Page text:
Devastated as I was, I needed a rebound relationship. The next week, I (clumsily, and without clarifying that I intended it to be a date) asked a cute soprano from the school choir if she wanted to go bowling with me that weekend ("we'll both bring a couple friends so it won't be intimidating and we can get to know each other," I thought). Nothing came of that besides a phone call in which I made my intentions slightly clearer and a follow up text from her making vague reference to already being in a casual, unofficial relationship with someone, sort of, and not wanting to "mess it up."

Life went on as normal: I would periodically choose a woman and attempt to show her how irresistibly cool I was in hopes of winning her affections. Earning love. Proving my worth. Trying to show that I deserve her time, attention, emotional energy, and admiration.

Life went on as normal: I would soothe my insecurities by making people laugh, speaking winningly, attending social events and flashing my knowledge of various trivia. My roommates thought I was the bomb. The ladies wanted to get to know me better.

Life went on as normal: I would compensate, and people would eat it up. People enjoyed my company - the palatable, pop-culture-savvy, secretly-bilingual, never-satisfied-with-the-status-quo Stephen was a free-spirited riot, a musical comedian, and a fount of unexpected wisdom. 

But like is different than love. Like is easy to come by, because it's completely non-committal, and it can be earned by doing the right things, looking the right way, having the right kinds of crazy impulses, and being captivatingly relatable. It's strictly related to your public persona - and who's that guy?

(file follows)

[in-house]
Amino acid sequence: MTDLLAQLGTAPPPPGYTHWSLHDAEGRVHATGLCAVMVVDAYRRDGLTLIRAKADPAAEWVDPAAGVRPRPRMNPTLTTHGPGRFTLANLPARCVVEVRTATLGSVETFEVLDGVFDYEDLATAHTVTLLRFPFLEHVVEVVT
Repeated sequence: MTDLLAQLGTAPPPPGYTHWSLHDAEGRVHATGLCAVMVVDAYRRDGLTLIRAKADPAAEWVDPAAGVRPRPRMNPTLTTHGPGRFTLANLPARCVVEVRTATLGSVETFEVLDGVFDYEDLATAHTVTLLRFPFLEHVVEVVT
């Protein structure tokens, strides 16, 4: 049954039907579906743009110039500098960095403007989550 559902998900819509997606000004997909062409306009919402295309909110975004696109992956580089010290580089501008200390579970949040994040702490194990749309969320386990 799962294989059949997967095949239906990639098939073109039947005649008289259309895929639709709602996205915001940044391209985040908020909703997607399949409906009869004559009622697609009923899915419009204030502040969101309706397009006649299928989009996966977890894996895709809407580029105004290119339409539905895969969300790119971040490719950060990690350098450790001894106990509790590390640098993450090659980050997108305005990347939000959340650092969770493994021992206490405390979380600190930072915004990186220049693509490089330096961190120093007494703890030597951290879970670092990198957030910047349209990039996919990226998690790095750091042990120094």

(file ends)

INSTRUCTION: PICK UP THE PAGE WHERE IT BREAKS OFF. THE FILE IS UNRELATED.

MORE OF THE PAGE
Love is giving yourself to another such that they can bear their souls and fear no harm. Love pointedly addresses the ugly, unglamorous parts of a person and chooses, unwaveringly, to honor them.
"Love is not rude, it is not self-seeking, it is not easily angered, it keeps no record of wrongs...It always protects, always trusts, always hopes, always perseveres." 1 Corinthians 13:5,7
"Greater love has no one than this, that he lay down his life for his friends." John 15:13
Love is tender, unhindered self-sacrifice. Who can ask that of another?

To bring this all around and explain my last post:
I periodically encounter crises of identity, big life transitions, or overwhelming frustrations, and I foolishly turn to people that I hope can understand, care, and help. Some truly don't understand. Some have more pressing matters before them. Some simply don't know how to help. Alone and helpless, I feel worthless.

The solution is simple, though. It's right there:
Love lavishes immeasurable value on its object.

But when my pleas are met with such anemic replies, my heart is gripped with fear:

Love Is Costly, and No One Owes Me Anything

Love is costly, and no one ever will owe it to me. I can't do anything to earn it, buy it, barter for it - I can't even ask for it like it's some small favor. It's one of those "gifts of generosity" - it's all of them. People have to just choose whether or not they're going to love me, and I can't control it.